Inclusion. By simple words, it is defined as: “the action or state of including or of being included within a group or structure.” In terms of education, the word captures an all-embracing societal ideology. Inclusion creates an environment for students with disabilities to learn alongside their non-disabled peers in general education classrooms

It’s hard to describe the importance of Inclusion without seeing its magic on ALL students firsthand. I have countless stories from the learning that happens (academic and social emotional), and that light bulbs I see go on. First and foremost, WHY.

Why is inclusion important?

  • The benefits of inclusion for students with and without disabilities have been well researched and well documented.
  • A school’s job is to prepare ALL students for the real world, and the real world doesn’t have separate neighborhoods, jobs and communities for those with special needs.
  • It’s a civil right, protected by Federal law, and the socially just thing to do. Individuals with Disabilities Education Act (IDEA) states that children with disabilities must be educated in the “Least Restrictive Environment” (LRE), and to the maximum extent educated with children who are nondisabled.

I’ve heard from many awesome educators, for both General Education and Special Education asking how they can maximize inclusion with their students. I’ve also heard from some Special Education teachers, asking if I have any tips for making sure their Special Education students are meaningfully included with their same grade General Education peers. Especially if you have a General Education teacher who doesn’t seem to open to collaboration.

This is MY JAM. I have two boys with autism, and Inclusion, or appropriate Least Restrictive Environment is something I advocate for all year long, every single year. It matters that much. Some years it’s been difficult, some years it’s been a perfect collaboration and a dream come true. It’s all about proper supports (for students AND teachers!) an open mindset, and communication. I’ll share some general recommendations from the good and the bad I’ve seen.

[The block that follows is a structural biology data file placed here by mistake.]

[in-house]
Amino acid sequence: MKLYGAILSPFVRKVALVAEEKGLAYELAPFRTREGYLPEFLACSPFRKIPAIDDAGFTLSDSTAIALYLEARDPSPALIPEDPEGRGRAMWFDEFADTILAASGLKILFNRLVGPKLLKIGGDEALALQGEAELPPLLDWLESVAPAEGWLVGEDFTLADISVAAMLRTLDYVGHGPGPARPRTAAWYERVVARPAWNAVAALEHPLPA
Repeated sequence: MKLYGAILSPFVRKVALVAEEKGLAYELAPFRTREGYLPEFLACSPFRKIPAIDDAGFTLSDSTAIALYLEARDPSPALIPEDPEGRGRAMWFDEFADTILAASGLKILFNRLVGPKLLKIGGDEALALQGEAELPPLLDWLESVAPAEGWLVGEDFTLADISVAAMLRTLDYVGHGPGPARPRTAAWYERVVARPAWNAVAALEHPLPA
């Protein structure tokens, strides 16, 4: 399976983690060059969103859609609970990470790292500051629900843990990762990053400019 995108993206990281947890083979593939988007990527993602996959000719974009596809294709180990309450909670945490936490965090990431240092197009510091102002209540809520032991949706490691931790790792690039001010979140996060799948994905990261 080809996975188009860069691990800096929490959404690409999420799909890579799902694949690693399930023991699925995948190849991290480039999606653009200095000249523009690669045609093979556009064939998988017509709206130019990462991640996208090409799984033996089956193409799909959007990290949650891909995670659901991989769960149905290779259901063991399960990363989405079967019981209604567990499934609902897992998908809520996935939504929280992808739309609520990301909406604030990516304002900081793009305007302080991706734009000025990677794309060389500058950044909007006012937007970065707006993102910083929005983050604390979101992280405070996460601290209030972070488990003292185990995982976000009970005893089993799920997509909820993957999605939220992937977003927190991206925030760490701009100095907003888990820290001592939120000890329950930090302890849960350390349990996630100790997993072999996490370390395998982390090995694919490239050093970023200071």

I recommend starting the first or second week of school, with a willingness of doing it imperfectly instead of waiting for “things to feel settled”. (Are they ever really?) That way all the students can settle in together, which is part of creating that classroom community. However, the seeds of Inclusion are best planted before the school year begins. I recommend starting with an email to each General Education Teacher you will be collaborating with. Here’s an example of one that might work.

 

Dear General Education Teacher,

This year we will be sharing a 5th grade student by the name of Greyson Kelly. He loves cars, Lightning McQueen and hot dogs. As you may be aware, as a Special Education Teacher, one of my roles is to work with you to figure out the Least Restrictive Environment (LRE) for Greyson. The Individuals with Disabilities Education Act (IDEA) says that children who receive Special Education should learn in the least restrictive environment (LRE). This means that each Special Education student should be with students in general education to the “maximum extent that is appropriate.”

This looks different for each student based on their skills and abilities. For Greyson, I think he would benefit from things like field trips, lunch, recess, PE, library and classroom parties with his General Education peers. As an added bonus, Inclusion truly benefits General Education students as well. I like to reach out at the beginning of the year to meet with you and collaborate to find the support that is right for Greyson.

Sincerely,

Special Education Teacher

A lot of Inclusion comes down to communication and planning. Ask the General Education Teacher to be informed of all activities that your shared student may benefit from participating in.

You can also discuss reverse inclusion (General Education students come to Special Education classroom for activities).

Give specific examples of inclusive options, like classroom parties. My boys started doing parties with Gen Ed peers this year, and it’s absolutely incredible. It’s such a different feeling and experience, I’m just sad I didn’t advocate for it sooner. It’s a rich communicative and social environment, the General Education peers are . One student may find classroom parties too loud, overwhelming and a sensory nightmare. Again, there is no one size fits all, but don’t assume it won’t work unless you try it.

Meaningful bad inclusion is worse than no inclusion. Students with Special Needs must be a meaningful participant in the setting. Inclusion is not Johnny going to 5th Grade Language arts for 30 minutes a day, while they are working on contrasting two opinion pieces when Johnny can’t read or write, so he just colors.  Inclusion must be individualized.  This can be done with the assistance of accommodations, supports and aides. 

When it comes to accepting disabilities and different, children are often better models than adults. Through Diversity comes perspective, problem solving, increased creativity, and an understanding that we are all different, and we all have something to contribute to the world. It takes additional time and planning, but it’s worth it.

 

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